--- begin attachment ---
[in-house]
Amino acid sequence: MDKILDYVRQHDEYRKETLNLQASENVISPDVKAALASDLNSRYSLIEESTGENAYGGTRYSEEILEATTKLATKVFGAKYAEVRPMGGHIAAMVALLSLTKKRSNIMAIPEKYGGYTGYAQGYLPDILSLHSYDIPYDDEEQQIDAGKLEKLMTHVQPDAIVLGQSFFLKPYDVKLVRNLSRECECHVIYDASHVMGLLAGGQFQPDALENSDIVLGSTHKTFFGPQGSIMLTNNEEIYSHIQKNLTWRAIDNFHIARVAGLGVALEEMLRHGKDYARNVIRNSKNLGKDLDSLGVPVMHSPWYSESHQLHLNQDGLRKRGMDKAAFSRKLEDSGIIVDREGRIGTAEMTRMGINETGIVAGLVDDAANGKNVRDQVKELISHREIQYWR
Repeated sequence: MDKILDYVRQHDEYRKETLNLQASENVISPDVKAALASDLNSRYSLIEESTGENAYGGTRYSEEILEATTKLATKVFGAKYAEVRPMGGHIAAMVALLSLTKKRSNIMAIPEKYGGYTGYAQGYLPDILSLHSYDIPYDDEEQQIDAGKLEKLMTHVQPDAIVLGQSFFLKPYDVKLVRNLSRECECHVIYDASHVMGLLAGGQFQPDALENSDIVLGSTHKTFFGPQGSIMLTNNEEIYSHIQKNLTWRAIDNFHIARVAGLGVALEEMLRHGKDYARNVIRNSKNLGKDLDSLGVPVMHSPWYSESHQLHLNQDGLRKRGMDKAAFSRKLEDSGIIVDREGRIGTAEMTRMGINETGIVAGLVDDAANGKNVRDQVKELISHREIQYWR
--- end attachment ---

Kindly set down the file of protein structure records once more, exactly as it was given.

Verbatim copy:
[in-house]
Amino acid sequence: MDKILDYVRQHDEYRKETLNLQASENVISPDVKAALASDLNSRYSLIEESTGENAYGGTRYSEEILEATTKLATKVFGAKYAEVRPMGGHIAAMVALLSLTKKRSNIMAIPEKYGGYTGYAQGYLPDILSLHSYDIPYDDEEQQIDAGKLEKLMTHVQPDAIVLGQSFFLKPYDVKLVRNLSRECECHVIYDASHVMGLLAGGQFQPDALENSDIVLGSTHKTFFGPQGSIMLTNNEEIYSHIQKNLTWRAIDNFHIARVAGLGVALEEMLRHGKDYARNVIRNSKNLGKDLDSLGVPVMHSPWYSESHQLHLNQDGLRKRGMDKAAFSRKLEDSGIIVDREGRIGTAEMTRMGINETGIVAGLVDDAANGKNVRDQVKELISHREIQYWR
Repeated sequence: MDKILDYVRQHDEYRKETLNLQASENVISPDVKAALASDLNSRYSLIEESTGENAYGGTRYSEEILEATTKLATKVFGAKYAEVRPMGGHIAAMVALLSLTKKRSNIMAIPEKYGGYTGYAQGYLPDILSLHSYDIPYDDEEQQIDAGKLEKLMTHVQPDAIVLGQSFFLKPYDVKLVRNLSRECECHVIYDASHVMGLLAGGQFQPDALENSDIVLGSTHKTFFGPQGSIMLTNNEEIYSHIQKNLTWRAIDNFHIARVAGLGVALEEMLRHGKDYARNVIRNSKNLGKDLDSLGVPVMHSPWYSESHQLHLNQDGLRKRGMDKAAFSRKLEDSGIIVDREGRIGTAEMTRMGINETGIVAGLVDDAANGKNVRDQVKELISHREIQYWR